Beefing up his low-block play is another must-do for the young skyscraper. He was not an efficient post-up option in his sophomore season, scoring 0.75 PPP (21st percentile), but the physical tools are there for him to develop into an interior threat. Draft Express’ Derek Bodner had this to say about his back-to-the-basket chops:
Holmes has also continued to develop his post game, which currently makes up nearly a third of his offensive possessions. He’s improved his effectiveness in the MAC, with a good touch on a jump hook over his left shoulder which is tough to guard as a result of how much elevation he gets, and an ability to face-up and take his man off the dribble if the opportunity presents itself. His footwork, counter moves, and post repertoire is still not overly advanced, but what he does, he does fairly well.
Holmes made use of that jump hook several times last season. If you watch closely below, the Sixers screen for him to get switched onto the smaller Jabari Parker; once he’s fed the ball down low, Parker stands no chance of defending this shot:
Since he played 98 percent of his minutes at center, the Sixers may rely on Holmes to occasionally back down smaller opponents. They might even make this look a staple of their offense, particularly when Embiid isn’t on the floor. Holmes notched a 65.0 eFG% on contested looks (defender two to four feet away)—the second-best mark among those who finished the season in Philly—so he has no problem hitting shots with defenders in his face. Even if he’s getting a lion’s share of his looks on dives and lobs, his efficiency when under any kind of duress suggests he has the touch and savvy to add more layers to his offensive game.
Pivoting to the other end of the floor, Holmes was fairly competent on defense.
Individual metrics contain a strong amount of statistical noise, but defensive field-goal percentage around the rim is one exception to the rule. Holmes excelled in this department for a second-year player, limiting opponents to a 49.1 percent clip on their field-goal attempts around the basket—interior stinginess that ranked 21st among 92 bigs to clear 30 appearances while averaging at least 12 minutes per game, placing him in the company of reputable towers Robin Lopez and Dwight Howard. Granted, he did not have quite the same defensive impact as fellow Sixers center Embiid. Philadelphia played like a top-three defense with Embiid on the floor, surrendering 102.2 points per 100 possessions; that number jumped to 112.9 with Holmes as the lead defensive anchor, and his 3.7 block percentage was the 30th-best rate among all players with the same qualifications. He will likely never be a stifling rim-protector along the lines of Rudy Gobert, but he has the tools to be competent when called upon.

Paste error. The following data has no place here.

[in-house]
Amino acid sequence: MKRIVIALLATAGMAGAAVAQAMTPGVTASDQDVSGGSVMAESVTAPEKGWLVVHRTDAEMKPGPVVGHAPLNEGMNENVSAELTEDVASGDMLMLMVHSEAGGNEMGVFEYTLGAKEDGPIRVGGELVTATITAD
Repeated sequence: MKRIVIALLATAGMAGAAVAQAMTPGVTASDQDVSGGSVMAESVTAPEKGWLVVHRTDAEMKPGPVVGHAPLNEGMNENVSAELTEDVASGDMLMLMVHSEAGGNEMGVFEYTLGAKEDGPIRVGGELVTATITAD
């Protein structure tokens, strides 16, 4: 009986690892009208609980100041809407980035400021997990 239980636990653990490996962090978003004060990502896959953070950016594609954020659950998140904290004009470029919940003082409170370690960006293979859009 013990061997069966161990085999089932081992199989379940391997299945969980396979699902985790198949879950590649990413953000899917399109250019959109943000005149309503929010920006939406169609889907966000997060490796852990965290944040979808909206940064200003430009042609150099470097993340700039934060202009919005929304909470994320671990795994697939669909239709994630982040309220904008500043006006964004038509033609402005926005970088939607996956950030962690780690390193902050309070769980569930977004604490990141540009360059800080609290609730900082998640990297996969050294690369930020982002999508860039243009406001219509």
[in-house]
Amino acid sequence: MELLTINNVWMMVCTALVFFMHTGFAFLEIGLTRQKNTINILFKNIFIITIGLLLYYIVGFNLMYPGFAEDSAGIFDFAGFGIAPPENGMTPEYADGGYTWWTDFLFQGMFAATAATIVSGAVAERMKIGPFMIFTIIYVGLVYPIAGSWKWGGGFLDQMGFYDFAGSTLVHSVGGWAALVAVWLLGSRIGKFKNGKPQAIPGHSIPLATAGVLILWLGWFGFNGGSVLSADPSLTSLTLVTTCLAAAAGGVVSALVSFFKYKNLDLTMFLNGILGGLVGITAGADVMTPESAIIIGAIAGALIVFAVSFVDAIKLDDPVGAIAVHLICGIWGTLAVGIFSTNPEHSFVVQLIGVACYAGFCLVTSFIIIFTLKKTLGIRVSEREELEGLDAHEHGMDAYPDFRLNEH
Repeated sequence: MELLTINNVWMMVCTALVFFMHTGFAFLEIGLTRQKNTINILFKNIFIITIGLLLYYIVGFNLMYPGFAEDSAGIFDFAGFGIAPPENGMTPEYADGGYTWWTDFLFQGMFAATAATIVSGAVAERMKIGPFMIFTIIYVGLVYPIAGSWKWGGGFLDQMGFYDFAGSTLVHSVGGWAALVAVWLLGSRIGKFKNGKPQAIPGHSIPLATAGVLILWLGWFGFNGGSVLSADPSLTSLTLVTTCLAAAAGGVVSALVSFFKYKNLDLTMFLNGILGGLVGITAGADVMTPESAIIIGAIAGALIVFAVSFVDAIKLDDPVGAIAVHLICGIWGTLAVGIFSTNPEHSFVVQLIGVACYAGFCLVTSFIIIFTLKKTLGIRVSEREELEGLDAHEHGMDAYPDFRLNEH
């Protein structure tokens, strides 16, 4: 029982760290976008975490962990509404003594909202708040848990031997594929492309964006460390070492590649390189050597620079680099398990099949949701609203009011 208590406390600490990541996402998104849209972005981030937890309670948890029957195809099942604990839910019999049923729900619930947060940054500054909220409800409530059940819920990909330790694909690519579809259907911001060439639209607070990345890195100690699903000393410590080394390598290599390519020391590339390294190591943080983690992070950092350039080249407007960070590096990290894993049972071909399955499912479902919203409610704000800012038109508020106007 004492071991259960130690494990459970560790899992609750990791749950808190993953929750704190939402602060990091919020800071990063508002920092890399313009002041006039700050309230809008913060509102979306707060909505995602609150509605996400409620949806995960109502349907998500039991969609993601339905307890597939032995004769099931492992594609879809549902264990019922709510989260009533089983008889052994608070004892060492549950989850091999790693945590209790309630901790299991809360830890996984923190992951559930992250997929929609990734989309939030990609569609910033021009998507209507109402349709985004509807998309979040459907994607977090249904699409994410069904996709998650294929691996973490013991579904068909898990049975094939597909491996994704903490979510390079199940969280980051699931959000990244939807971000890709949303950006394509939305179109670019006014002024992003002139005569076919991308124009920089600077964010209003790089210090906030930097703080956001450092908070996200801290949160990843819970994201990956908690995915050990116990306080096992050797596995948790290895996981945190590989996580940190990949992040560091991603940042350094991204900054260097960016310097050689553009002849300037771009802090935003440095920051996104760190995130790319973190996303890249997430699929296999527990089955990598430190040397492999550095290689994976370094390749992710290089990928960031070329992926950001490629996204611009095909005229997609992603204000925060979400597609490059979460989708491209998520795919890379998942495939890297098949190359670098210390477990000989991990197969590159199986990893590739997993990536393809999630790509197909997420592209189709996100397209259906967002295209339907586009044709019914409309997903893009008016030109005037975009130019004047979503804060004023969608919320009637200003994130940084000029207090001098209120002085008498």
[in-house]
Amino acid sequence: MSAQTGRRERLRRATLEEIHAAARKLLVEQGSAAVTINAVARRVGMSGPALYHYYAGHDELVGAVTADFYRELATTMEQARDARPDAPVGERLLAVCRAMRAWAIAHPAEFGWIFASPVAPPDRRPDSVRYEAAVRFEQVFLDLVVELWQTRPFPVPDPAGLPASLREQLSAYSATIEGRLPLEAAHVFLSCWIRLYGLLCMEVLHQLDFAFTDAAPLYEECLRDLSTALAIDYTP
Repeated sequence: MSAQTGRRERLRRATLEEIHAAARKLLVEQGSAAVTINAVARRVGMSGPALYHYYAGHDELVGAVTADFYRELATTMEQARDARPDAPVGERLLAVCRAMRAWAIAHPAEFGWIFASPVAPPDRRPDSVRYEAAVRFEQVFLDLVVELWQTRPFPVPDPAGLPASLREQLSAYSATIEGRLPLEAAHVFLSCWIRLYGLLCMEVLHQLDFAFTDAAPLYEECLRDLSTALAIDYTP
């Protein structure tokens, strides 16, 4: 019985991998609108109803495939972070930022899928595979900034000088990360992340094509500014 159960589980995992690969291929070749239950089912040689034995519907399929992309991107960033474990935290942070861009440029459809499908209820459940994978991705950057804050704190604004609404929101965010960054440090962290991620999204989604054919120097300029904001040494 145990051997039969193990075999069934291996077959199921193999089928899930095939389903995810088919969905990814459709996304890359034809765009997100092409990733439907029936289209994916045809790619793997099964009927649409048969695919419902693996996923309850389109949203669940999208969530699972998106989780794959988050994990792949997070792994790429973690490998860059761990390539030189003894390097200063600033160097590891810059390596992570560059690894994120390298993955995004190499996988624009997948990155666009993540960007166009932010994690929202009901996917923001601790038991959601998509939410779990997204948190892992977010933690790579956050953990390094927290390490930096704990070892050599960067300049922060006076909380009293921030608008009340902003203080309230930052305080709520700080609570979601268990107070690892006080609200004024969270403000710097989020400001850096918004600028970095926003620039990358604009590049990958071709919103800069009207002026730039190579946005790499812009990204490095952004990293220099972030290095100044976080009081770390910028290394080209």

Holmes, in all likelihood, will never be a star, but Philadelphia has another gem on its hands, adding to a roster already littered with young talent. He may have to fight for playing time with Amir Johnson and Jahlil Okafor, but burying him in the depth chart would be a mistake by the coaching staff. As long as Embiid is healthy, Holmes should be the go-to big man off the bench. The Sixers won’t be losing much, if any, production on both ends of the floor by vacillating between the two, and he’s insurance in the event the would-have-been Rookie of the Year gets hurt again. Plus, both players can share the floor together. Couple Embiid’s handles with Holmes’ outside shooting, and Philadelphia has a formidable big-man duo that will leave opponents struggling to match its versatility.
Having a backup big man who can contribute in so many areas has become crucial in the current NBA landscape. Just look at Okafor. His low-post performance was supposed to be transcendent enough to offset his other shortcomings, but his defensive play and outside shooting have shown little to no improvement since he entered the league and are just too detrimental to ignore. In just two years, he’s gone from the No. 3 pick to essentially unwanted. The NBA is an adapt or die league, which is why it’s paramount to Philadelphia that Holmes succeed where Okafor has failed.
And so, as the Sixers look to make their first playoff push in more than a half-decade, Holmes will play a pivotal part in their ascension—not just because he’s earned the chance, but because, frankly, they need him to.
Follow Tim on Twitter @StubbHub.